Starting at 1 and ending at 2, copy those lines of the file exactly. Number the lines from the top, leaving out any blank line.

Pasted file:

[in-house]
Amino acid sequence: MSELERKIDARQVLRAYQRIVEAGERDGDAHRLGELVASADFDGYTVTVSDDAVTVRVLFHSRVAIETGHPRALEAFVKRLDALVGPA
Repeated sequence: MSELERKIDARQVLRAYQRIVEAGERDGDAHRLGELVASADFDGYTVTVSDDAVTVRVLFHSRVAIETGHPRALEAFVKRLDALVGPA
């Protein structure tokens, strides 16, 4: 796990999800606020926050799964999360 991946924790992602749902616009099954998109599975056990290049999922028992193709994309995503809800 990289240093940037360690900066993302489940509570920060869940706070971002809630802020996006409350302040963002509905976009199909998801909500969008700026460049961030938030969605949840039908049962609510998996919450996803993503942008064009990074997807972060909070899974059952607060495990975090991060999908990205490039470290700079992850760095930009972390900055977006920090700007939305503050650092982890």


[in-house]
Amino acid sequence: MSELERKIDARQVLRAYQRIVEAGERDGDAHRLGELVASADFDGYTVTVSDDAVTVRVLFHSRVAIETGHPRALEAFVKRLDALVGPA